It only exists if I can see colours on a brain scan

Bad Science has an excellent piece on the recent hot air from a researcher who claimed that brain activity differences between people with high and low sex drive proved that ‘hypoactive sexual desire disorder’ was ‘a genuine physiological disorder and not made up.’

This strikes me as an unusual world view. All mental states have physical correlates, if you believe that the physical activity of the brain is what underlies our sensations, beliefs and experiences: so while different mental states will be associated with different physical states, that doesn’t tell you which caused which. If I do not have the horn, you may well fail to see any increased activity in the part of my brain that lights up when I do have the horn. That doesn’t tell you why I don’t have the horn: maybe I’ve got a lot on my plate, maybe I have a physical problem in my brain, maybe I was raped last year. There could be any number of reasons.

But far stranger is the idea that a subjective experience must be shown to have a measurable physical correlate in the brain before we can agree that the subjective experience is real, even for matters that are plainly experiential. If someone is complaining of persistent low sex drive, then they have persistent low sex drive, and even if you could find no physical correlate in the brain whatsoever, that wouldn’t matter, they do still have low sex drive.

One of the reasons why attempts to make problems of behaviour or experience seem ‘biological’ is that the concept is strongly linked to the idea that if something is a ‘biological disorder’ we are less to blame because we have less control over the symptoms.

This is daft, of course, because although biology uses less talk of free will and agency, it is really just another level of explanation.

The beauty of a captivating picture doesn’t somehow disappear if we discuss the molecules of the paint and, in a similar way, discussing the interactions of neurons won’t mean that the problem of free will no longer applies.

But the drive to try and eliminate free will is, in part, because of the stigma still attached to many types of problems. Instead of trying to tackle stigma we often try to misguidedly reclassify the object of the stigma.

It’s like trying to fight racism by classifying a wider range of skin colours as white – it really misses the point and actually maintains the prejudice. In the same way, we should be working towards accepting all human difficulties, however they are most appropriately described by scientific theories, as valid and worthy of concern.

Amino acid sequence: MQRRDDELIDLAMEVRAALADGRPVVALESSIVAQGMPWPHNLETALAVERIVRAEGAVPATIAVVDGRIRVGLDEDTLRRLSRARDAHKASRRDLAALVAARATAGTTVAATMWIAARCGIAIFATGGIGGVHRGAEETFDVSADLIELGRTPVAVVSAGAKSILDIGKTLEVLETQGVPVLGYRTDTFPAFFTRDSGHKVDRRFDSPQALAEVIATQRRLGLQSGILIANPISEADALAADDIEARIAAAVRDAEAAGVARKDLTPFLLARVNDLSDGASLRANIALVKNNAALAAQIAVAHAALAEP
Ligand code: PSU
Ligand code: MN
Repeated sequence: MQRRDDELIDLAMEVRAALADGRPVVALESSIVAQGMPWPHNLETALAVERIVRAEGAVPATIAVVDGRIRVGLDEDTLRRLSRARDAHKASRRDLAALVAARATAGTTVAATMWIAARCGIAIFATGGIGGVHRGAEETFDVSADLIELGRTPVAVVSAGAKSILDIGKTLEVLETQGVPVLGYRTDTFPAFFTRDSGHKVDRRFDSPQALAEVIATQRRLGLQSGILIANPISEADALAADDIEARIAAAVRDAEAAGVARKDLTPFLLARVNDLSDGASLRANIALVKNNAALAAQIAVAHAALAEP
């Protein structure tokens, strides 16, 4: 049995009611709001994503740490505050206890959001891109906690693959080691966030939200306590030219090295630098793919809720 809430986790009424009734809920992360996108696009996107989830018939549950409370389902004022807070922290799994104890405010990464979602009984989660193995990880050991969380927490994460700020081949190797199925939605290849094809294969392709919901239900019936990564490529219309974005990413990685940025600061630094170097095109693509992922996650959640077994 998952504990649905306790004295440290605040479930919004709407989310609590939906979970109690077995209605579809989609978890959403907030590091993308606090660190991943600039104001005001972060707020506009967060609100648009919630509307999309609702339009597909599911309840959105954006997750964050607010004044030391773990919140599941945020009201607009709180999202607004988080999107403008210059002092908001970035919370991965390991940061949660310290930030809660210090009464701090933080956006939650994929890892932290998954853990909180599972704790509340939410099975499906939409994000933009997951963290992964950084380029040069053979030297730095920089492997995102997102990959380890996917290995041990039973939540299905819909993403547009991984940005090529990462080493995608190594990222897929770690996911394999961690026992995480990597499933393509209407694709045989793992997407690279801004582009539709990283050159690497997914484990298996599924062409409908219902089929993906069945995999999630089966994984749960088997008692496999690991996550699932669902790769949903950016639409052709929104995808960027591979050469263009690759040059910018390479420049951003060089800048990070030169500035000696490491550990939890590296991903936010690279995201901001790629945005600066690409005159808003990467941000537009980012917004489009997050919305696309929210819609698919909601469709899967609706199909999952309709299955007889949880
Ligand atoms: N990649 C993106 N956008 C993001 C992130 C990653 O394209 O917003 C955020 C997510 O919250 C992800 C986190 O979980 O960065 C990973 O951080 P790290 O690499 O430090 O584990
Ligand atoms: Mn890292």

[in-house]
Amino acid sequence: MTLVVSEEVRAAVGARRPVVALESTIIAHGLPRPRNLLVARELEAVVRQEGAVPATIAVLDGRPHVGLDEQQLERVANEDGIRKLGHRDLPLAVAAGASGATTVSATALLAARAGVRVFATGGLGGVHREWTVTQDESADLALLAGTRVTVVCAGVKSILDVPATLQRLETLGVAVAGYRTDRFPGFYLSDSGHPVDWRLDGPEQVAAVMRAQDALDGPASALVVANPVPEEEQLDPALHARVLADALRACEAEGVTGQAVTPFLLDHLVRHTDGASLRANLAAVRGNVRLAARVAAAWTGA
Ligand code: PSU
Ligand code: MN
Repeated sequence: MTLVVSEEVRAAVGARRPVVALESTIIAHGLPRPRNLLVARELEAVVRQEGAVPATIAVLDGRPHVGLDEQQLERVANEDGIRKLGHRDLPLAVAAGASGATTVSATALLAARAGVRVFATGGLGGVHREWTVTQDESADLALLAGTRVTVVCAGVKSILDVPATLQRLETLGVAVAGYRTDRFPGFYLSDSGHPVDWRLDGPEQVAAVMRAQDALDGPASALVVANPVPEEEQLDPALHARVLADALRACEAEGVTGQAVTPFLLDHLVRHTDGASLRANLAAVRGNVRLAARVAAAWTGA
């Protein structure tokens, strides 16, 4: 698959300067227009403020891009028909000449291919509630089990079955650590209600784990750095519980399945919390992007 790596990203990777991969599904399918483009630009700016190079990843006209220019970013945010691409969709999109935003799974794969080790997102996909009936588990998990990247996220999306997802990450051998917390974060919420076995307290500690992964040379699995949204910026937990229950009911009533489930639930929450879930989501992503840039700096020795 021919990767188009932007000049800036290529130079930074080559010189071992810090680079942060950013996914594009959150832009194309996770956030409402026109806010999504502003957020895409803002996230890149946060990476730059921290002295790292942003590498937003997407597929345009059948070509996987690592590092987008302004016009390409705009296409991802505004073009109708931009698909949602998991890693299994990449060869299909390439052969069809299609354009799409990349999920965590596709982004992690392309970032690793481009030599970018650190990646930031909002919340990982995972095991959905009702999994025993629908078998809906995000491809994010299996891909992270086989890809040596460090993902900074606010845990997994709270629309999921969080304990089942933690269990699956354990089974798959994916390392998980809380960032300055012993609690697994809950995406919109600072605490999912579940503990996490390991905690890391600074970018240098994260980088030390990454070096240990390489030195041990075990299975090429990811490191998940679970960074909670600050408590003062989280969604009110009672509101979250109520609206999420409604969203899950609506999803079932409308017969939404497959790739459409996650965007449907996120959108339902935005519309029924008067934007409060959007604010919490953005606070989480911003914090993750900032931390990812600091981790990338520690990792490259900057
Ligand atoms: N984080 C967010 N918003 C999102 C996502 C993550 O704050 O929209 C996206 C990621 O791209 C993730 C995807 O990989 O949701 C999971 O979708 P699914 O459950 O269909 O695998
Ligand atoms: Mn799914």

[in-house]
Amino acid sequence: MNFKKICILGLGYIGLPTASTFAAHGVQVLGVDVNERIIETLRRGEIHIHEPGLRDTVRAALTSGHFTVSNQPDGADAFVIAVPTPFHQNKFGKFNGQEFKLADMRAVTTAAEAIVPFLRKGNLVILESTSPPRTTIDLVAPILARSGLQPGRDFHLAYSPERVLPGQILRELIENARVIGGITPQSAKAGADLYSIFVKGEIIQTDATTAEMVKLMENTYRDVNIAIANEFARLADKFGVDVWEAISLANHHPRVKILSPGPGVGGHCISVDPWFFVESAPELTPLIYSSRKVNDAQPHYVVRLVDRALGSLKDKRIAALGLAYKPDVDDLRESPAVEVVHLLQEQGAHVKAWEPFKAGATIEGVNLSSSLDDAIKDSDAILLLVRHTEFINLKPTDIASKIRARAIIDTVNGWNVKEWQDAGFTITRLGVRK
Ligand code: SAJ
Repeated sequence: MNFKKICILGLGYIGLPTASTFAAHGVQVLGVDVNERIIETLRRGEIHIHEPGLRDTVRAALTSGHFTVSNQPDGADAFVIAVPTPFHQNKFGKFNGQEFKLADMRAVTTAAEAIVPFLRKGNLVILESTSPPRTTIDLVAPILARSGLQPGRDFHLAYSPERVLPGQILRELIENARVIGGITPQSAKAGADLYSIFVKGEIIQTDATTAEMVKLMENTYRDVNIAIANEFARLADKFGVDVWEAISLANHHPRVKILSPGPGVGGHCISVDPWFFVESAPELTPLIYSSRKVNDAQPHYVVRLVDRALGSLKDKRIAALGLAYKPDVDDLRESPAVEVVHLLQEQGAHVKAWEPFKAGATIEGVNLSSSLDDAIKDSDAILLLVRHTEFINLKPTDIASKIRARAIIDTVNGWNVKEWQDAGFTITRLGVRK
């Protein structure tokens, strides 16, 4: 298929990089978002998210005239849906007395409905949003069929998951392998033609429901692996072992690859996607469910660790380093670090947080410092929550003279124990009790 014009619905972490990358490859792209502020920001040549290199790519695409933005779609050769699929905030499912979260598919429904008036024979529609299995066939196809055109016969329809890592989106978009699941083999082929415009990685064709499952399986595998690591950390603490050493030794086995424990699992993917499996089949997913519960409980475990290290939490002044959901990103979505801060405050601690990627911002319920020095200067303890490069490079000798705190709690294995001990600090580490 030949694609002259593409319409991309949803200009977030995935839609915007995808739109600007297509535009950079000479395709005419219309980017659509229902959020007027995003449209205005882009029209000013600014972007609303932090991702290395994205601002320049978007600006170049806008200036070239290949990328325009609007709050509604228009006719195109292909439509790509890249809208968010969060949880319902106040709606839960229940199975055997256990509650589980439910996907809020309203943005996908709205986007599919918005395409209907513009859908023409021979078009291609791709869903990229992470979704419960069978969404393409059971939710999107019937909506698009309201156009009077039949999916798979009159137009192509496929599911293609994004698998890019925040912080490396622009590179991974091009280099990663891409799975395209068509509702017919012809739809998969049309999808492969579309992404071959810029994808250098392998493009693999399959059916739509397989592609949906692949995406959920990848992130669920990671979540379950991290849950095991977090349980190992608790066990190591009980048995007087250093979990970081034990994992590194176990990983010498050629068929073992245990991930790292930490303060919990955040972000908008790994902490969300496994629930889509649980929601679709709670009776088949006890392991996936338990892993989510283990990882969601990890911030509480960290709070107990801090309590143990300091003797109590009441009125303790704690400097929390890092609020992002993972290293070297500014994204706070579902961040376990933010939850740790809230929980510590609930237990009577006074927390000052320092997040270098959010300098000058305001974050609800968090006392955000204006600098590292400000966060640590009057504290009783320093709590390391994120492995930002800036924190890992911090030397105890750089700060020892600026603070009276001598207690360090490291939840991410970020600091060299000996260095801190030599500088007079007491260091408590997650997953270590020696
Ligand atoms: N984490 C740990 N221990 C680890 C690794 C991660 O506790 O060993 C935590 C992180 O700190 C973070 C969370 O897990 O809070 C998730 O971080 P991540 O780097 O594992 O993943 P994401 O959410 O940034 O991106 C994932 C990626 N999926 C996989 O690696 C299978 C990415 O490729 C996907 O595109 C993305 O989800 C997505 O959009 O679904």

This does not mean all necessarily need to be classified and treated as medical disorders, but it does mean that we should respect the difficulties people face and think about constructive ways of helping ourselves and other people to tackle them.

Link to Bad Science on ‘Neuro-realism’.

6 thoughts on “It only exists if I can see colours on a brain scan”

  1. I like your brief analysis here. Real suffering is real suffering because it is suffering not because it is medical. The rhetoric, law, and politics around “medical” vs. “psychological” families of causes tends to hide the underlying fact that these families of causal models are not also distinct domains of phenomena.

    It’s about the interaction of intuitive mind/body cartesianism with the different families of causal explanations (medical/psychological).

    “Medical” means serious and expensive and speciallized and difficult to treat, requiring invasive physical devices or powerful agents and with effects that show up dramatically in visual form on tests.

    “Psychological” means relatively less serious, more ephemeral, requiring less speciallized and more generic types of treatment, easier, less expensive, and not traceable by visual means, being “all in our head.”

    These obviously play into our Cartesian categories of mind and body. We can observe various areas of overlap that show these are not really entirely distinct domains, but when we do our intuition tends to push it away. We have a long tradition of skepticism of physiological effects of hypnosis and meditation and other “psychological” practices, of conditioned immunosupression, of the volatility of physiological skin conditions, of the biological component of “psychological” disorders like depression, schizophrenia, and anorexia.

    The overlap goes against our intuition, but there it is there nontheless.

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